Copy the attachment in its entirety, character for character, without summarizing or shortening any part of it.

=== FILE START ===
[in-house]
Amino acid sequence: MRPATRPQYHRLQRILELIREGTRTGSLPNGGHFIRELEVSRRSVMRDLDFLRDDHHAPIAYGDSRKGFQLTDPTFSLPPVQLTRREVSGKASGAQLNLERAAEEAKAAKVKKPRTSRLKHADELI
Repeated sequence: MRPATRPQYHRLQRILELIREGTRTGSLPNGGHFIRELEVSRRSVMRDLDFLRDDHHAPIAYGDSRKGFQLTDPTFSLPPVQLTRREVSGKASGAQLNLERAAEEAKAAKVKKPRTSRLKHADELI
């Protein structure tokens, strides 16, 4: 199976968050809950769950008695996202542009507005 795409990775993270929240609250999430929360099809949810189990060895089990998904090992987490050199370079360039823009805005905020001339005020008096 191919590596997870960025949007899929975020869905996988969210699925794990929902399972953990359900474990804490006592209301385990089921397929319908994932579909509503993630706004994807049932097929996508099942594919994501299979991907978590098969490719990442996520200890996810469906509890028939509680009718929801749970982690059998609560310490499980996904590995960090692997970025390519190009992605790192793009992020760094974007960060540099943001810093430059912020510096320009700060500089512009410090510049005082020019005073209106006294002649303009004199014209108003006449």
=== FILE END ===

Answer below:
[in-house]
Amino acid sequence: MRPATRPQYHRLQRILELIREGTRTGSLPNGGHFIRELEVSRRSVMRDLDFLRDDHHAPIAYGDSRKGFQLTDPTFSLPPVQLTRREVSGKASGAQLNLERAAEEAKAAKVKKPRTSRLKHADELI
Repeated sequence: MRPATRPQYHRLQRILELIREGTRTGSLPNGGHFIRELEVSRRSVMRDLDFLRDDHHAPIAYGDSRKGFQLTDPTFSLPPVQLTRREVSGKASGAQLNLERAAEEAKAAKVKKPRTSRLKHADELI
């Protein structure tokens, strides 16, 4: 199976968050809950769950008695996202542009507005 795409990775993270929240609250999430929360099809949810189990060895089990998904090992987490050199370079360039823009805005905020001339005020008096 191919590596997870960025949007899929975020869905996988969210699925794990929902399972953990359900474990804490006592209301385990089921397929319908994932579909509503993630706004994807049932097929996508099942594919994501299979991907978590098969490719990442996520200890996810469906509890028939509680009718929801749970982690059998609560310490499980996904590995960090692997970025390519190009992605790192793009992020760094974007960060540099943001810093430059912020510096320009700060500089512009410090510049005082020019005073209106006294002649303009004199014209108003006449």